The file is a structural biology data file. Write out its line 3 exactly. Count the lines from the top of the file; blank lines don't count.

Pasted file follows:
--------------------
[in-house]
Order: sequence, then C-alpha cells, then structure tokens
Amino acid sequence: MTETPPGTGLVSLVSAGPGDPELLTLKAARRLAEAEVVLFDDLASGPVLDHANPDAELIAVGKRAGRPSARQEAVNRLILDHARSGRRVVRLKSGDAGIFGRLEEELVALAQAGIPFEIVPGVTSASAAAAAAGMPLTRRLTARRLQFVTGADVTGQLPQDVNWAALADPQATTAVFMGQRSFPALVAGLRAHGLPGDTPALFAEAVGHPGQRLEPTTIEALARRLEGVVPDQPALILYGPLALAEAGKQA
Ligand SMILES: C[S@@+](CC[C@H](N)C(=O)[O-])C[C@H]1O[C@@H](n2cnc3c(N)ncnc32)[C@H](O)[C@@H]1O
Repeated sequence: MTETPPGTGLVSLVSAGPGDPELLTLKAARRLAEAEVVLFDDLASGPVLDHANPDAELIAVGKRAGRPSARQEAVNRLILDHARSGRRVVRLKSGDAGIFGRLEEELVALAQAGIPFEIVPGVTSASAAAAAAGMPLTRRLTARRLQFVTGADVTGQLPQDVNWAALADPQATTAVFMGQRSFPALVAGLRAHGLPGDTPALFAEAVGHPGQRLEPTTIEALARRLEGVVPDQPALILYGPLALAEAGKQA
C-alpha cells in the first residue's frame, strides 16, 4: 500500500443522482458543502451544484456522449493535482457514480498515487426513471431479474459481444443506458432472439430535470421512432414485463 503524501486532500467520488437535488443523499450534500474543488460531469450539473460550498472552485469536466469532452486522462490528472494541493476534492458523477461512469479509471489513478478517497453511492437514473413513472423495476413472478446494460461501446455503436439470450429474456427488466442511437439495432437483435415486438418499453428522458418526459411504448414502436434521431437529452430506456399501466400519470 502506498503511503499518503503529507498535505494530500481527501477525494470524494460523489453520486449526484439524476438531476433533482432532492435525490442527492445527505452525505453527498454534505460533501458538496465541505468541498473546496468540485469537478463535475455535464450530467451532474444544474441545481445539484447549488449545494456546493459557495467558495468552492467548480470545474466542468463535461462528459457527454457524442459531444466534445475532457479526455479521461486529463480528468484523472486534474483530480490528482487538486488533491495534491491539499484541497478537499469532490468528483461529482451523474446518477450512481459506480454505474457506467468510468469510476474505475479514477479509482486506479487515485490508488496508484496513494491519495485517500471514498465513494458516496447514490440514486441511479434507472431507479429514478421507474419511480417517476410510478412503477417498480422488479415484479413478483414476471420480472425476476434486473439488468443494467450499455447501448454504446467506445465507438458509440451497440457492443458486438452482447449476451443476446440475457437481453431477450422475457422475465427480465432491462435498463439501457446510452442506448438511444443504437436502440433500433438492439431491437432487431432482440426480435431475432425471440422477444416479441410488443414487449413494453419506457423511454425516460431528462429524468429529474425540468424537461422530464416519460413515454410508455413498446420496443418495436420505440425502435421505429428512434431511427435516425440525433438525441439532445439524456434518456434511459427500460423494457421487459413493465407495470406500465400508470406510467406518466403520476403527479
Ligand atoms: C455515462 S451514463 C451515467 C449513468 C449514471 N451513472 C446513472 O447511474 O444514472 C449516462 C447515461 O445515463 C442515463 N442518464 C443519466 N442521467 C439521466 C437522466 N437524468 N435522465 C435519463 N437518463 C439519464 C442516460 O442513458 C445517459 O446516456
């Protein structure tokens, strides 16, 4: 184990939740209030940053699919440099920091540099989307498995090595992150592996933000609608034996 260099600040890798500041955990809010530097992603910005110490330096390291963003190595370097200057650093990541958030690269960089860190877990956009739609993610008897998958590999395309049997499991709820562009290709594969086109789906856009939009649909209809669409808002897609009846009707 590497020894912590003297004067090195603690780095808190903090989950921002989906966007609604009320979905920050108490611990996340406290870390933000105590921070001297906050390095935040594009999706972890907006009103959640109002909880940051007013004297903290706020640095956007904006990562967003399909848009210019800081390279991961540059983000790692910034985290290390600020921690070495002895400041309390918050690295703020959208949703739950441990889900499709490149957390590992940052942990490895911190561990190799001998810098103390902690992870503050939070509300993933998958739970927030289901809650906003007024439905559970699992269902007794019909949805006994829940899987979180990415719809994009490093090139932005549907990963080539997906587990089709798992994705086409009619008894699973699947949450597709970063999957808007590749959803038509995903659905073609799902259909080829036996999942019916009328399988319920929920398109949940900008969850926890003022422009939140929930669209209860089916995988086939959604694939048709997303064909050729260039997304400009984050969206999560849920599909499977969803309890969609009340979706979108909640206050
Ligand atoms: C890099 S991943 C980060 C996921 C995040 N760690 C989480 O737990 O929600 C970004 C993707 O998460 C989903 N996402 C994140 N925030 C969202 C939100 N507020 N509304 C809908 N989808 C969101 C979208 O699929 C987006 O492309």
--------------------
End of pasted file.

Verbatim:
Amino acid sequence: MTETPPGTGLVSLVSAGPGDPELLTLKAARRLAEAEVVLFDDLASGPVLDHANPDAELIAVGKRAGRPSARQEAVNRLILDHARSGRRVVRLKSGDAGIFGRLEEELVALAQAGIPFEIVPGVTSASAAAAAAGMPLTRRLTARRLQFVTGADVTGQLPQDVNWAALADPQATTAVFMGQRSFPALVAGLRAHGLPGDTPALFAEAVGHPGQRLEPTTIEALARRLEGVVPDQPALILYGPLALAEAGKQA